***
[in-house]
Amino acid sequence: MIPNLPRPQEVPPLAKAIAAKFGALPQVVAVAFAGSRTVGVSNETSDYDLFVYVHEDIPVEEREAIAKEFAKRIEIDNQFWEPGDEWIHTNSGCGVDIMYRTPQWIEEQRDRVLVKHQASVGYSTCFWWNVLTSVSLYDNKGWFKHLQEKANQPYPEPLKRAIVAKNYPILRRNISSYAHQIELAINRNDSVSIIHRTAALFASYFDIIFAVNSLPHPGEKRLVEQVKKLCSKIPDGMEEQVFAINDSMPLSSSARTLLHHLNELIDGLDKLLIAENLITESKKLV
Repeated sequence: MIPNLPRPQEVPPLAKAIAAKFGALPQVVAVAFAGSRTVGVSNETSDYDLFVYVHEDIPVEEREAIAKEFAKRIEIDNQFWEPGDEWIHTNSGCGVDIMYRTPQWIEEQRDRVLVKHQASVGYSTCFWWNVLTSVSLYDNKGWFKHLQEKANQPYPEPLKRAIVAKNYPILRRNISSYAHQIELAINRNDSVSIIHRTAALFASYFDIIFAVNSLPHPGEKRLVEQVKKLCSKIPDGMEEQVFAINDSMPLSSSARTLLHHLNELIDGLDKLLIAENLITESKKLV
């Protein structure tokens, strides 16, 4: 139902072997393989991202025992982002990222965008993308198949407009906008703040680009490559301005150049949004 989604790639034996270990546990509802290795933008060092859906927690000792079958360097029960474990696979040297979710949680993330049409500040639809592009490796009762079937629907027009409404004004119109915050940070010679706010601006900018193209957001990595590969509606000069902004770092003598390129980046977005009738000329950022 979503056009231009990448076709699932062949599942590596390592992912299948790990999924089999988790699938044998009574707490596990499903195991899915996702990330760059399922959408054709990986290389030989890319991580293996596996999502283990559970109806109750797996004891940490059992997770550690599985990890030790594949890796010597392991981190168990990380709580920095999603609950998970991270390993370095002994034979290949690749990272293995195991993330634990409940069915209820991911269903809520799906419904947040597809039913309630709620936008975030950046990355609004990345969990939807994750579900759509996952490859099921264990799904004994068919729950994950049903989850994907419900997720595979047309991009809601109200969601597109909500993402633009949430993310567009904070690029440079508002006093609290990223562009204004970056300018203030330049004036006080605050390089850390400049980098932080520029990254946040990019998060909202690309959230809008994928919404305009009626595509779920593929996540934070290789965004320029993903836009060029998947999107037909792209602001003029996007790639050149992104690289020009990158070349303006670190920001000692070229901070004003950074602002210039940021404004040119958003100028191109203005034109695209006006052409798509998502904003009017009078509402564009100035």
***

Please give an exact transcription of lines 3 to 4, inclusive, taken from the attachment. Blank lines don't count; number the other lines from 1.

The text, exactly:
Repeated sequence: MIPNLPRPQEVPPLAKAIAAKFGALPQVVAVAFAGSRTVGVSNETSDYDLFVYVHEDIPVEEREAIAKEFAKRIEIDNQFWEPGDEWIHTNSGCGVDIMYRTPQWIEEQRDRVLVKHQASVGYSTCFWWNVLTSVSLYDNKGWFKHLQEKANQPYPEPLKRAIVAKNYPILRRNISSYAHQIELAINRNDSVSIIHRTAALFASYFDIIFAVNSLPHPGEKRLVEQVKKLCSKIPDGMEEQVFAINDSMPLSSSARTLLHHLNELIDGLDKLLIAENLITESKKLV
């Protein structure tokens, strides 16, 4: 139902072997393989991202025992982002990222965008993308198949407009906008703040680009490559301005150049949004 989604790639034996270990546990509802290795933008060092859906927690000792079958360097029960474990696979040297979710949680993330049409500040639809592009490796009762079937629907027009409404004004119109915050940070010679706010601006900018193209957001990595590969509606000069902004770092003598390129980046977005009738000329950022 979503056009231009990448076709699932062949599942590596390592992912299948790990999924089999988790699938044998009574707490596990499903195991899915996702990330760059399922959408054709990986290389030989890319991580293996596996999502283990559970109806109750797996004891940490059992997770550690599985990890030790594949890796010597392991981190168990990380709580920095999603609950998970991270390993370095002994034979290949690749990272293995195991993330634990409940069915209820991911269903809520799906419904947040597809039913309630709620936008975030950046990355609004990345969990939807994750579900759509996952490859099921264990799904004994068919729950994950049903989850994907419900997720595979047309991009809601109200969601597109909500993402633009949430993310567009904070690029440079508002006093609290990223562009204004970056300018203030330049004036006080605050390089850390400049980098932080520029990254946040990019998060909202690309959230809008994928919404305009009626595509779920593929996540934070290789965004320029993903836009060029998947999107037909792209602001003029996007790639050149992104690289020009990158070349303006670190920001000692070229901070004003950074602002210039940021404004040119958003100028191109203005034109695209006006052409798509998502904003009017009078509402564009100035």